Günter Grass Network Analysis


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Network Map of the the SPD during the 1969 West German Elections

This network graph is focused on conveying the importance of Günter Grass, the German-Kashubian novelist and essay in the process of the Social Democratic Party’s (SDP) network in 1969, the year the SDP won control of the Bundestag and began the Grand Coalition with the Free Democratic Party, which lasted until 1982. Essentially, Grass did not possess a great number of connections – only about three. However, one is to Willy Brandt, the leader of the SDP and future Chancellor of Germany (Helmut Schmidt, who is also represented here would precede Brandt as Chancellor.) Through Grass’ connection with Brandt, he is able to express influence disproportionate to his relative connectivity.

This graph also includes the Chair of the Christian Democratic Union/Christian Social Union Chairman (CDU/CSU), Kurt-Georg Kiesenger and Free Democratic Party (FDP) chairman, Walter Scheel. The intent here is to show the proximity Brandt (and therefore Grass) had to other political organizations.



  • A line denotes a connection
  • SDP members are in red
  • CDU/CSU members are in blue
  • FDP members are in gold



Grass, Günter. 1972. From the Diary of the Snail. Mariner Books.


Morgan, Roger. Nov, 1969. “The 1969 Election in West Germany.” The World Today. 25 (11). Pp. 470-8.


“Wahl zum 6. Deutschen Bundestag am 28. September 1969.” 2015. Der Bundeswahlleteir. https://www.bundeswahlleiter.de/de/bundestagswahlen/fruehere_bundestagswahlen/btw1969.html. Accessed May 7, 2016.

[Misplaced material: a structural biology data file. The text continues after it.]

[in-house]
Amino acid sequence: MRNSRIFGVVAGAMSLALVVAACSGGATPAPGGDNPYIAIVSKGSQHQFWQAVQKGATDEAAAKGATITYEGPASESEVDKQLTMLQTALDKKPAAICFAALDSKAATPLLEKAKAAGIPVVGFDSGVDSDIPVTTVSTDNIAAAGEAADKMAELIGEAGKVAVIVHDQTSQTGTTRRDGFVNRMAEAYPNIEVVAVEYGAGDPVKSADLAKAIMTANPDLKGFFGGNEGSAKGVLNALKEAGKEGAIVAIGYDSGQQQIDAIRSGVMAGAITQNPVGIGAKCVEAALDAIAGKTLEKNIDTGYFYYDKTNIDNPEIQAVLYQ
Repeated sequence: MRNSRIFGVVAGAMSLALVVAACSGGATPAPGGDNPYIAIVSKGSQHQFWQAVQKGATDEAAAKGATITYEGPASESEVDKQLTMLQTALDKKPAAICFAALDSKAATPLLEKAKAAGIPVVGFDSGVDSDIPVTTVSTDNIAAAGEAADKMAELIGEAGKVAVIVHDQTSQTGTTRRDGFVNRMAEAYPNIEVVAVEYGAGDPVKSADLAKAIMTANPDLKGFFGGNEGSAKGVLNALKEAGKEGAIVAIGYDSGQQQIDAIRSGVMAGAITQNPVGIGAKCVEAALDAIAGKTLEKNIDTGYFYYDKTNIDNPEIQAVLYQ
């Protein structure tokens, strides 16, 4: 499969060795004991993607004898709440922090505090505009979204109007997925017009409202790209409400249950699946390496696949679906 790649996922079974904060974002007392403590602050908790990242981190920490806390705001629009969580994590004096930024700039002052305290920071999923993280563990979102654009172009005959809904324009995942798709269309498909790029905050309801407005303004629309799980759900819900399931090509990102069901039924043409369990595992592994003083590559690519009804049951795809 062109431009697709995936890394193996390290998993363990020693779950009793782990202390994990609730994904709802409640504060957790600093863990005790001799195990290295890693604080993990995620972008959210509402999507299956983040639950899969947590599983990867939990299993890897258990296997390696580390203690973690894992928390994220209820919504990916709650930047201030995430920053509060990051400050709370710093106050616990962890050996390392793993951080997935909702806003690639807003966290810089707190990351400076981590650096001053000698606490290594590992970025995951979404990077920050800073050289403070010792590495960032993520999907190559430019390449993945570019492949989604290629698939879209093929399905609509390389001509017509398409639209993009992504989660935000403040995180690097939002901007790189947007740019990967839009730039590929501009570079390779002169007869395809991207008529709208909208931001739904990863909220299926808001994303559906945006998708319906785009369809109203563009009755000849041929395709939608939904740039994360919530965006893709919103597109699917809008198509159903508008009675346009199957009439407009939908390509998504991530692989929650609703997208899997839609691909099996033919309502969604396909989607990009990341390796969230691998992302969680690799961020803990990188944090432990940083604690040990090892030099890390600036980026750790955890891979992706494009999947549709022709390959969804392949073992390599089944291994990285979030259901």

A Political Introduction to Günter Grass

**Disclaimer: this post also appears on Discourses on Liberty**

-Alex Donovan Cole

The problems of modernity are indeed disconcerting, but they have always been with us.   Chiefly, modernity’s major problem is its lack of a readily apparent vital center for politics, whether in the form of a common identity or a common moral outlook.  This most often appears in the conflict between what Taylor calls “moral sources.”  According to Charles Taylor, “the drive to original vision will be hampered, will ultimately be lost in inner confusion, unless it can be placed in some way in relation to the language and vision of others.”[1]  The primary actor modernity concerns itself with, however, is the individual subject, making the possibility of this relation to “the vision of others” more difficult.


Taylor writes, “selfhood and the good” to the moderns “turn out to be inextricably intertwined themes.”[2]  Indeed, subjectivity allows an individual human being to evaluate claims regarding politics and personal ethics and pursue a lifestyle based upon their subjective understanding insofar as this lifestyle does not present a danger to others.  Despite the differences in moral outlooks, Taylor argues that the common claim of modernism is: “We…feel particularly strongly the demand for universal justice and beneficence, are peculiarly sensitive to claims of equality, feel the demands to freedom and self-rule as axiomatically justified, and put a very high priority on the avoidance of death and suffering.”[3] 

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